The Washington Bullets, top team in pro basketball, showed up tonight with only eight players to confront New Orleans, the NBA's lowliest. But even with a manpower advantage, the Jazz sounded nothing but sour notes.

Mitch Kupchak (sore back) joined starters Bob Dandridge and Kevin Grevey on the sideline but even without their Nos. 2, 3 and 4 scorers, the Bullets cruised to an 126-107 triumph.

The Jazz, with center Rich Kelley effective, stayed close for a half but once Washington exploded in the third quarter, outscoring its opponent, 39-25, New Orleans fell apart. It got so bad in the fourth that the Jazz missed its first 12 shots and went four minutes without a basket.

The sparse crowd of 4,500 (estimated) was booing and otherwise demonstrating its disgust for the home team, which couldn't prevent Elvin Hayes from having yet another big game.

Hayes, scoring nine of his 32 points in the third, took up much of the scoring slack up front created by Dandridge's absence.

But he received plenty of help, especially after intermission when three other Bullets posted at least six points in the first 12 minutes of the latter half. Each of the five Washington starters finished with at least 14 points for the game.

Kupchak first hurt his back Saturday night at Cleveland when he was forced to leave in the fourth period with spasms. He initially felt he would not play again for a few days but he suited up Sunday against the Cavaliers at home and got in for 15 minutes.

"That was a mistake," he said tonight. "I knew better but I had missed so many games that I felt I should try it. Now I don't know when I'll play again; probably this weekend. I just can't bend it."

Kupchak will miss Wednesday's game against New York in Capital Centre but the Bullets hope at least to get Dandridge back. He also came up injured Sunday, aggravating a chronically sore neck. He was advised by team physician Stanford Lavine to rest a few days.

With only eight men, the Bullets were forced to experiment. Center Wes Unseld played much of the game at forward and, at the end, Coach Dick Motta had guard Phil Chenier at a forward spot in order to give his starters some much-needed rest.

"I didn't have to do much coaching tonight," Motta said with a smile. "With only eight guys, there wasn't much I could do. So I had to earn my pay by cheerleading."

The victory was the Bullets' 21st on the road, assuring them at least a.500 record away from home this season, a rarity in the NBA. With Philadelphia defeating San Antonio, their magic number to wrap up the Atlantic Division title is two.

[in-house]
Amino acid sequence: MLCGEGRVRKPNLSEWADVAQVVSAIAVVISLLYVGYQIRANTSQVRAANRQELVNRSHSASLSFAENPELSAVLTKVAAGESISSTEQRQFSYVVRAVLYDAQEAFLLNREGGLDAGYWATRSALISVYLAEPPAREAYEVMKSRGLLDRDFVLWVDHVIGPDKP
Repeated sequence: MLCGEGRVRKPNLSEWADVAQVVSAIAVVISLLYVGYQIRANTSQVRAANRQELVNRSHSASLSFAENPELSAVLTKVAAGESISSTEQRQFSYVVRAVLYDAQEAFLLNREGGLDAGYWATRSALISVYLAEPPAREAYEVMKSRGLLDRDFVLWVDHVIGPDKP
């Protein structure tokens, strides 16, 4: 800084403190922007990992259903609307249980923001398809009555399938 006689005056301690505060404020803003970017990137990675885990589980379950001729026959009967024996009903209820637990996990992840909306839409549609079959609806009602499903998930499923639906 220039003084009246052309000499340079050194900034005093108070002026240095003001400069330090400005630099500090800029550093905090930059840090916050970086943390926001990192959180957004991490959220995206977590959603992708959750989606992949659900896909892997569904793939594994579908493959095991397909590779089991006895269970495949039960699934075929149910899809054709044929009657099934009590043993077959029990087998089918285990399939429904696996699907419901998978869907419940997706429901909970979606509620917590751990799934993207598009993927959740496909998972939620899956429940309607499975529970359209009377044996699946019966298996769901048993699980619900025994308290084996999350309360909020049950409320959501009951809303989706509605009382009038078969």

This was one of the games that Washington would have lost last year. But these Bullets seem to thrive on adversity; despite constant injury problems since the middle of January, they have on 19 of their last 28.

Of course, the inept Jazz helped a great deal. This is a struggling team whose coach, Elgin Baylor, might not have his job after the season despite a recent two-year extension on his contract. And the search is on for a general manager to rebuild the organization.

That the club has problems was evident in this game. As soon as they fell behind in the third quarter, the players gave up, tossing away easy passes, missing dunks, refusing to hustle on defense and forgetting all about teamwork.

"Can you imagine eight players blowing out a team on its home court, even if it is New Orleans?" asked Greg Ballard, who had 16 points and 10 rebounds in place of Dandridge despite a still ailing knee.

But even with a diminished squad, the Bullets played extremely well for three periods. The Jazz was behind by only two points early in the third before Washington exploded, hitting 15 of 20 shots and running off two streaks of eight straight points to grab a 93-71 lead.

Hayes had nine points, Charles Johnson eight and Ballard and Tom Henderson six apiece during that stretch, which ended with Kelley tossing a ball against the scorer's table in disgust. The Bullets shot 62 percent during the quarter.

Johnson finishde with 19 points, 12 in the second half. Hayes and Unseld combined for 28 rebounds, helping the Bullets to a 57-44 advantage in that department.

Maybe, said Motta, the players were inspired by Assistant Coach Bernie Bickerstaff's pregame scouting report. "All he wrote on the board," said Motta, "was, 'The Bullets Are Tough; Go Get 'em.'"